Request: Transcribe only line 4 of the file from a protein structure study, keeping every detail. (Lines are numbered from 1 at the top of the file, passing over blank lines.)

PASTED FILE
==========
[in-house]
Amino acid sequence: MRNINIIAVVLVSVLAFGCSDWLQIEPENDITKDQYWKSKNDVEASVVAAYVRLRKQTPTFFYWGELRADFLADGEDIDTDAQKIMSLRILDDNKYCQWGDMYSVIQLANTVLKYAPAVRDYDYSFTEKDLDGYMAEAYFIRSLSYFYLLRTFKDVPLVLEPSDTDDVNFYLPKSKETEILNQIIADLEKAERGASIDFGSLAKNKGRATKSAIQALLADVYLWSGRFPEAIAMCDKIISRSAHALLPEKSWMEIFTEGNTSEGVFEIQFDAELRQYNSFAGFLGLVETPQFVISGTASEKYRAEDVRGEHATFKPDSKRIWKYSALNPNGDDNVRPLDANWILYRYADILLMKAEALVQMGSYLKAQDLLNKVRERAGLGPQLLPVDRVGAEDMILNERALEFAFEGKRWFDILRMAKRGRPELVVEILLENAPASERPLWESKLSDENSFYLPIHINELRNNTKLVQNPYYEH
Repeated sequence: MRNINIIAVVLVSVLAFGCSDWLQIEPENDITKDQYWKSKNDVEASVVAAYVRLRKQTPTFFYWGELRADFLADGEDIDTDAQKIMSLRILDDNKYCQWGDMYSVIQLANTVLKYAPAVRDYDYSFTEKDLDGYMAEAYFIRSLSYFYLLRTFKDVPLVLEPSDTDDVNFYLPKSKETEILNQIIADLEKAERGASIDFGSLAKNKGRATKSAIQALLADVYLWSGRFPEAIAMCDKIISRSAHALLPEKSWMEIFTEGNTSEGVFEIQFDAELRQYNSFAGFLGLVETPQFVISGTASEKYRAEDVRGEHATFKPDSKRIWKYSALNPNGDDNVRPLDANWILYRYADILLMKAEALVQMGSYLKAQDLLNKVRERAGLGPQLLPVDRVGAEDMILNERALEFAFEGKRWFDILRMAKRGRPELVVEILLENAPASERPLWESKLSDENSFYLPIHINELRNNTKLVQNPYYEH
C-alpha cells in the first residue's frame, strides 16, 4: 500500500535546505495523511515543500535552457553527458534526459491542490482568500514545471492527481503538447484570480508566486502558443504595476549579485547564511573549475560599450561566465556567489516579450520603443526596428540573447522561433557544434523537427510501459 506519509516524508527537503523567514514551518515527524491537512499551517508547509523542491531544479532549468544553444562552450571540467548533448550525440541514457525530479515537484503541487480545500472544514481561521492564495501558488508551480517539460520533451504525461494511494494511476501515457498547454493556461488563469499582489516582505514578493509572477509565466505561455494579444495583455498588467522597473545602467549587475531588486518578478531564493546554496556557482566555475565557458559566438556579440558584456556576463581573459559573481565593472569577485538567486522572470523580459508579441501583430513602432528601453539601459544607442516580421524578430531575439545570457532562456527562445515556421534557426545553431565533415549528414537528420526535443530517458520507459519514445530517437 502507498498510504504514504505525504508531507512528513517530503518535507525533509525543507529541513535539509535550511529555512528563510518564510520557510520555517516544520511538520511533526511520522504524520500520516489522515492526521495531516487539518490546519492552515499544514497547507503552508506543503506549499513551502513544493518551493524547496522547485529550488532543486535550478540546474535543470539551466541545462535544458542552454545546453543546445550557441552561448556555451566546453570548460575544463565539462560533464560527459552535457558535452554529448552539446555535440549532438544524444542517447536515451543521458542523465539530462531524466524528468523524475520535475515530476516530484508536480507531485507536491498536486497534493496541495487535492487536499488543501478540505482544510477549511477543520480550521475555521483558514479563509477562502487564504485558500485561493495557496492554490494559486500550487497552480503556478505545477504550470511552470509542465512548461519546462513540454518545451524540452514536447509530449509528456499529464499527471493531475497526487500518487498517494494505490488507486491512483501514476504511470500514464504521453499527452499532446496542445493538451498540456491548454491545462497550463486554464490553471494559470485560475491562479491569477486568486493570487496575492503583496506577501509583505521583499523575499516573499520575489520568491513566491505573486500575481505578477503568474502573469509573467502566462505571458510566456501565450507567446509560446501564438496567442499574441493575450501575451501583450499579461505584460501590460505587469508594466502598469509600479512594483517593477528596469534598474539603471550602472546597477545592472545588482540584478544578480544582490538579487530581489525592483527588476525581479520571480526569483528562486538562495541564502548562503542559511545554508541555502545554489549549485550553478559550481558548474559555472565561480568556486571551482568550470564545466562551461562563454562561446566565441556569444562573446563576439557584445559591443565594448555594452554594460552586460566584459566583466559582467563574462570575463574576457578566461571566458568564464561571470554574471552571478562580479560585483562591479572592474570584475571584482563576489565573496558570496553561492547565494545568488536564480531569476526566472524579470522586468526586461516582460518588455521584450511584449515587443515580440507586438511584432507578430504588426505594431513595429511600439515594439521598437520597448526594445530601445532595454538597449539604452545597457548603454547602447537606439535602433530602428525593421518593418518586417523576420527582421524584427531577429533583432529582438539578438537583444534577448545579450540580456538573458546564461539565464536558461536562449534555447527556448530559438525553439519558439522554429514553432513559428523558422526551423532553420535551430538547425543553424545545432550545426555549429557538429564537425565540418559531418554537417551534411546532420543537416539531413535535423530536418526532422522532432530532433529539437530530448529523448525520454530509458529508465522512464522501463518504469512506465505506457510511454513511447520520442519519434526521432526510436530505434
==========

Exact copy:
C-alpha cells in the first residue's frame, strides 16, 4: 500500500535546505495523511515543500535552457553527458534526459491542490482568500514545471492527481503538447484570480508566486502558443504595476549579485547564511573549475560599450561566465556567489516579450520603443526596428540573447522561433557544434523537427510501459 506519509516524508527537503523567514514551518515527524491537512499551517508547509523542491531544479532549468544553444562552450571540467548533448550525440541514457525530479515537484503541487480545500472544514481561521492564495501558488508551480517539460520533451504525461494511494494511476501515457498547454493556461488563469499582489516582505514578493509572477509565466505561455494579444495583455498588467522597473545602467549587475531588486518578478531564493546554496556557482566555475565557458559566438556579440558584456556576463581573459559573481565593472569577485538567486522572470523580459508579441501583430513602432528601453539601459544607442516580421524578430531575439545570457532562456527562445515556421534557426545553431565533415549528414537528420526535443530517458520507459519514445530517437 502507498498510504504514504505525504508531507512528513517530503518535507525533509525543507529541513535539509535550511529555512528563510518564510520557510520555517516544520511538520511533526511520522504524520500520516489522515492526521495531516487539518490546519492552515499544514497547507503552508506543503506549499513551502513544493518551493524547496522547485529550488532543486535550478540546474535543470539551466541545462535544458542552454545546453543546445550557441552561448556555451566546453570548460575544463565539462560533464560527459552535457558535452554529448552539446555535440549532438544524444542517447536515451543521458542523465539530462531524466524528468523524475520535475515530476516530484508536480507531485507536491498536486497534493496541495487535492487536499488543501478540505482544510477549511477543520480550521475555521483558514479563509477562502487564504485558500485561493495557496492554490494559486500550487497552480503556478505545477504550470511552470509542465512548461519546462513540454518545451524540452514536447509530449509528456499529464499527471493531475497526487500518487498517494494505490488507486491512483501514476504511470500514464504521453499527452499532446496542445493538451498540456491548454491545462497550463486554464490553471494559470485560475491562479491569477486568486493570487496575492503583496506577501509583505521583499523575499516573499520575489520568491513566491505573486500575481505578477503568474502573469509573467502566462505571458510566456501565450507567446509560446501564438496567442499574441493575450501575451501583450499579461505584460501590460505587469508594466502598469509600479512594483517593477528596469534598474539603471550602472546597477545592472545588482540584478544578480544582490538579487530581489525592483527588476525581479520571480526569483528562486538562495541564502548562503542559511545554508541555502545554489549549485550553478559550481558548474559555472565561480568556486571551482568550470564545466562551461562563454562561446566565441556569444562573446563576439557584445559591443565594448555594452554594460552586460566584459566583466559582467563574462570575463574576457578566461571566458568564464561571470554574471552571478562580479560585483562591479572592474570584475571584482563576489565573496558570496553561492547565494545568488536564480531569476526566472524579470522586468526586461516582460518588455521584450511584449515587443515580440507586438511584432507578430504588426505594431513595429511600439515594439521598437520597448526594445530601445532595454538597449539604452545597457548603454547602447537606439535602433530602428525593421518593418518586417523576420527582421524584427531577429533583432529582438539578438537583444534577448545579450540580456538573458546564461539565464536558461536562449534555447527556448530559438525553439519558439522554429514553432513559428523558422526551423532553420535551430538547425543553424545545432550545426555549429557538429564537425565540418559531418554537417551534411546532420543537416539531413535535423530536418526532422522532432530532433529539437530530448529523448525520454530509458529508465522512464522501463518504469512506465505506457510511454513511447520520442519519434526521432526510436530505434